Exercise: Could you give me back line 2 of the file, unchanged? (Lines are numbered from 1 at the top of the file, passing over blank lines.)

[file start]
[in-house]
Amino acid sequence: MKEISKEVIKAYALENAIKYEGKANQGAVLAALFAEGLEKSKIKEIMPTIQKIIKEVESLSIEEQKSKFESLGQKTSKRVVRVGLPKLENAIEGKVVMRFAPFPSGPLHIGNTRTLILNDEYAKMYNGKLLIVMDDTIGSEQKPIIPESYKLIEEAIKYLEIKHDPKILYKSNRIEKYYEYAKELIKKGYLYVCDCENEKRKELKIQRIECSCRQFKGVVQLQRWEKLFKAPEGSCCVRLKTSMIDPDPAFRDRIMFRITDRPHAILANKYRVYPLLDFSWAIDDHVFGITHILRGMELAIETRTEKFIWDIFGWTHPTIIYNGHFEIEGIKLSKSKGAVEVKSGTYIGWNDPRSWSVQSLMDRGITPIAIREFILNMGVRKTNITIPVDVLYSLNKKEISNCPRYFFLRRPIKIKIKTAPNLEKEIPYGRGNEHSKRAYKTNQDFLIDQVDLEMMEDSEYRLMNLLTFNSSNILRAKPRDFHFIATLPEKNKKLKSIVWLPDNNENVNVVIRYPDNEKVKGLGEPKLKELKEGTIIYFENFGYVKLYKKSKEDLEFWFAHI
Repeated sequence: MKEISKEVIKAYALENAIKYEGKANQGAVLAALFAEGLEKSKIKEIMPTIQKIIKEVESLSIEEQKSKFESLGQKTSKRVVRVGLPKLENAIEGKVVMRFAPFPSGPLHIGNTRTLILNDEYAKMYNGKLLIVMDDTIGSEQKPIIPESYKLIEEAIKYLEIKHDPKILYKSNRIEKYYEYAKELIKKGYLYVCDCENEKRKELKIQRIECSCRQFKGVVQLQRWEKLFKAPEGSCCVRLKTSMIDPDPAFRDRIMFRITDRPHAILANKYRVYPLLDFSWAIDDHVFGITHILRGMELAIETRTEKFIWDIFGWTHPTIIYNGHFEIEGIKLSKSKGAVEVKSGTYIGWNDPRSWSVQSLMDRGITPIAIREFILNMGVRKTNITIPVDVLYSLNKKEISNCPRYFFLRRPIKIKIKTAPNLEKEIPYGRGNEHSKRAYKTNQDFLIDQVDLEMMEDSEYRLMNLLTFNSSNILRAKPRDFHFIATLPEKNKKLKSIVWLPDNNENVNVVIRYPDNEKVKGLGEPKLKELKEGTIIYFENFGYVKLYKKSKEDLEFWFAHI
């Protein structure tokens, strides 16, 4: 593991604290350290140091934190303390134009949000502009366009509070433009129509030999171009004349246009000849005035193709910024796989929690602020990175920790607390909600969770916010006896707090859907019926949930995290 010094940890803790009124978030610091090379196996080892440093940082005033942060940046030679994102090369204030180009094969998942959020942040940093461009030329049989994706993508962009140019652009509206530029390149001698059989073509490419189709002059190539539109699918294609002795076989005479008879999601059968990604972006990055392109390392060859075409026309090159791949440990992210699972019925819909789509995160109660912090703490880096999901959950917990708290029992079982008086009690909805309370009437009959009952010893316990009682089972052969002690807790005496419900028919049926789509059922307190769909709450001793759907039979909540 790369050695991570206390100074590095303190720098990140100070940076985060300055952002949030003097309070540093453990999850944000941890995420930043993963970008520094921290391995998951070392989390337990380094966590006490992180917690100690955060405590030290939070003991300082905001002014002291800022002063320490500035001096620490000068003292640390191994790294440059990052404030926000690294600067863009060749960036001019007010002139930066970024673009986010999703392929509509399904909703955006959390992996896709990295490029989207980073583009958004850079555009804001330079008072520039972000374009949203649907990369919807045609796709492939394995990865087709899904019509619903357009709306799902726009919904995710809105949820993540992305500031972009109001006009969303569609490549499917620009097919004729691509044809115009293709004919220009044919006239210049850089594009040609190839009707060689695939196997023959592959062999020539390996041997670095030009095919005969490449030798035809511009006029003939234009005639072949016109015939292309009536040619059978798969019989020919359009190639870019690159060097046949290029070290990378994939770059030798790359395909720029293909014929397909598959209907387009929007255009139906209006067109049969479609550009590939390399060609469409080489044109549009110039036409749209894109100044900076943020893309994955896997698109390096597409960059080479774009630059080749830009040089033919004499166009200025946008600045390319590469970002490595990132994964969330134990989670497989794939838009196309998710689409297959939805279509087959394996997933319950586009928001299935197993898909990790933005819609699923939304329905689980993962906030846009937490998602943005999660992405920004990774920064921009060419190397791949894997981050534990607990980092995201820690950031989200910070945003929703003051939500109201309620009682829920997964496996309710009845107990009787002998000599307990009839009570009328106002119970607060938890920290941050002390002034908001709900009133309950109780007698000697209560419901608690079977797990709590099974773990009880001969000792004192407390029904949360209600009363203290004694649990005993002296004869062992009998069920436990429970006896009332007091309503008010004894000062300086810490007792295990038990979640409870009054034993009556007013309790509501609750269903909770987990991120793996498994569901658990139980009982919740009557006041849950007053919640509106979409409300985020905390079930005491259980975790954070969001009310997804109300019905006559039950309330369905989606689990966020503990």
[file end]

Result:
Amino acid sequence: MKEISKEVIKAYALENAIKYEGKANQGAVLAALFAEGLEKSKIKEIMPTIQKIIKEVESLSIEEQKSKFESLGQKTSKRVVRVGLPKLENAIEGKVVMRFAPFPSGPLHIGNTRTLILNDEYAKMYNGKLLIVMDDTIGSEQKPIIPESYKLIEEAIKYLEIKHDPKILYKSNRIEKYYEYAKELIKKGYLYVCDCENEKRKELKIQRIECSCRQFKGVVQLQRWEKLFKAPEGSCCVRLKTSMIDPDPAFRDRIMFRITDRPHAILANKYRVYPLLDFSWAIDDHVFGITHILRGMELAIETRTEKFIWDIFGWTHPTIIYNGHFEIEGIKLSKSKGAVEVKSGTYIGWNDPRSWSVQSLMDRGITPIAIREFILNMGVRKTNITIPVDVLYSLNKKEISNCPRYFFLRRPIKIKIKTAPNLEKEIPYGRGNEHSKRAYKTNQDFLIDQVDLEMMEDSEYRLMNLLTFNSSNILRAKPRDFHFIATLPEKNKKLKSIVWLPDNNENVNVVIRYPDNEKVKGLGEPKLKELKEGTIIYFENFGYVKLYKKSKEDLEFWFAHI